First Bhutanese in UN Peacekeeping Mission
RBA/RBG: In a historic move for the country and armed forces, Bhutan is now participating in United Nations (UN) peacekeeping missions.
Two royal Bhutan army (RBA) and one royal body guards (RBG) officers recently left the country to serve as peacekeepers in the Middle East and Africa. They will don the distinctive blue beret or helmet worn by UN peacekeepers and serve under the UN flag.
RBA lt col Ngawang Jigme has been assigned as a military observer to the UN truce supervision organisation (UNTSO) mission in the Middle East.
RBG lt col Kinley Wangdi and RBA major Ugyen Wangchuk will serve as staff officers with the UN multidimensional integrated stabilization mission in the Central African Republic (MINUSCA).
The government has decided to participate in UN peacekeeping missions, as an indication of Bhutan’s commitment to the maintenance of international peace and security, it is pointed out in a foreign affairs press release. It is also participating as a “responsible member” of the UN, it is added.
The UN has no military of its own and depends on member states to provide the military and police personnel for peace operations on a voluntary basis.
The government will continue to contribute personnel for peacekeeping missions. Initially, it is only offering military observers, staff officers, and individual police officers to the UN.
It is pointed out in the press release that Bhutan will gradually build its national capacity to contribute and “participate effectively in UN peacekeeping missions”. This means that Bhutan could one day be sending troops too.
His Majesty the King granted an audience to the three officers prior to their departure. His Majesty the King said to the officers that they must represent the country by discharging their duties professionally and with the highest standards of excellence, it was stated in the press release.
Prime Minister Tshering Tobgay also met with the officers. Lyonchhoen said that Bhutan’s ability and willingness to contribute tangibly to international peace and security represents the coming of age and growth of the country. He said that, as the first Bhutanese peacekeepers, expectations of their participation are high.
He also said that it was a proud moment for the country and reflects Bhutan’s long-standing support and commitment for the UN, and its obligation as a member of the international community to respond to crisis and humanitarian disasters.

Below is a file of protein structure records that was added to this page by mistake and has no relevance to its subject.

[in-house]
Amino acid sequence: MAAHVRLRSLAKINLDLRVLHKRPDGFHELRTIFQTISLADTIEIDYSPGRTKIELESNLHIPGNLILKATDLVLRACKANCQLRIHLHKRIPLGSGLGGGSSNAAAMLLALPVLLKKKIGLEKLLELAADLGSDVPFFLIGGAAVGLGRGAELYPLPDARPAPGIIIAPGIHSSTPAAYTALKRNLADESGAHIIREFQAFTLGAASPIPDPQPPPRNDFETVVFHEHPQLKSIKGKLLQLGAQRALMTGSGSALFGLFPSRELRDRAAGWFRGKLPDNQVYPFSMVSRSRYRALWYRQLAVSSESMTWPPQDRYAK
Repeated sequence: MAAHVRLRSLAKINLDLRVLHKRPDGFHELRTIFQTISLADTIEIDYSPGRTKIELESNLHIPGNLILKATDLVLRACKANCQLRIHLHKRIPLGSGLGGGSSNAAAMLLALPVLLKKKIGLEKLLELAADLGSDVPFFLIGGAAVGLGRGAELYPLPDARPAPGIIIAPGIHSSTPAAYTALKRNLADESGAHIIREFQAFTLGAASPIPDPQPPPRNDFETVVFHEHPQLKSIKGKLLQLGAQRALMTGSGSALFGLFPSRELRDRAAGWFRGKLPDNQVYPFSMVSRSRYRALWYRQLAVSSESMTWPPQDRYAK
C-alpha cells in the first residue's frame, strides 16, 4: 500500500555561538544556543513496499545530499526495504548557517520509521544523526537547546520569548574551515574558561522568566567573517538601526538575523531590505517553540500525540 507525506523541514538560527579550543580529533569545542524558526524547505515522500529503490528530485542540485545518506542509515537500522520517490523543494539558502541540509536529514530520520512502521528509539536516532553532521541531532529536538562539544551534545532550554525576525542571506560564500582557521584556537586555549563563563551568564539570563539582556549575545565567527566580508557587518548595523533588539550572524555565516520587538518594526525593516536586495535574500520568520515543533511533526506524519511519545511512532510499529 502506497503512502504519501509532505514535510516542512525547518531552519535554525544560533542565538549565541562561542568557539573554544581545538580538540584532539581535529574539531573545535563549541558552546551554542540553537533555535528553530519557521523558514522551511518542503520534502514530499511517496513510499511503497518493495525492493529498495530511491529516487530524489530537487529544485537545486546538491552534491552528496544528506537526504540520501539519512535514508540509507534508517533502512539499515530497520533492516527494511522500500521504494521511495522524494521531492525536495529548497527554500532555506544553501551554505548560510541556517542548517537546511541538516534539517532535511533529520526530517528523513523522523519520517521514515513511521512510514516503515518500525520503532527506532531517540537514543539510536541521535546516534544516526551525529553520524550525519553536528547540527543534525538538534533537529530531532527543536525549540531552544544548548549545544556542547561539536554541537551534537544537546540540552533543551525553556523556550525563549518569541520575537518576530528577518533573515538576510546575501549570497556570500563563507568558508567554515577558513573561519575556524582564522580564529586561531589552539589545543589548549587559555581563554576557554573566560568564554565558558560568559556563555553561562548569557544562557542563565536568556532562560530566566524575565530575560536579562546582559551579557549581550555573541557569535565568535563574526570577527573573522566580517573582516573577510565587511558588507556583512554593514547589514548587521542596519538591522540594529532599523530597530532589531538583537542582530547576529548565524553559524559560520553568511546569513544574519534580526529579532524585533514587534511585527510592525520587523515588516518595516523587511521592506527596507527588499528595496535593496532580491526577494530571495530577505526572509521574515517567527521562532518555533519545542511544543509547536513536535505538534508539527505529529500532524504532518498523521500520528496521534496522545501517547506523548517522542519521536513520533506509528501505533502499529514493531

A ceremony was held for the officers where army chief, lt general Batoo Tshering presented the officers with tashi khadhar. Lt Gen Batoo Tshering also told the officers to set a good example and inspire respect and admiration for the country.
“The UN’s acceptance of peacekeepers from Bhutan at two of its most strategic peacekeeping missions is an important milestone for the country’s contribution to international peace and security,” said UN Resident Coordinator Christina Carlson.
“The newly established peacekeeping mission in the Central African Republic will play an important role in stabilising the security situation in that country, including protection of civilians and recent events have highlighted the continuing importance of the UNTSO military observers in the Middle East region.”
Based on statistics available on the UN website, there were a little more than 97,900 military experts, troops, and police from 123 countries deployed for peacekeeping by the UN, as of August this year.
The region is an active contributor to UN peacekeeping operations. As of August, Bangladesh had 8,455 personnel deployed, India had 8,104, and Nepal had 5,191.
Countries contributing uniformed personnel for peacekeeping operations are reimbursed by the UN at a standard rate of a little over USD 1,028 per soldier a month, according to the UN peacekeeping website.
Each member state is legally obligated to pay their respective share towards peacekeeping. The UN general assembly calculates how much a member state has to pay using a complex formula, that takes into account, the relative economic wealth of the country, among others. The five permanent members of the UN Security Council pay more than other member states, given their standing in the UN.
United Nations peacekeeping began in 1948. Since then 69 peacekeeping operations have been deployed. Currently, there are 16 peacekeeping operations taking place.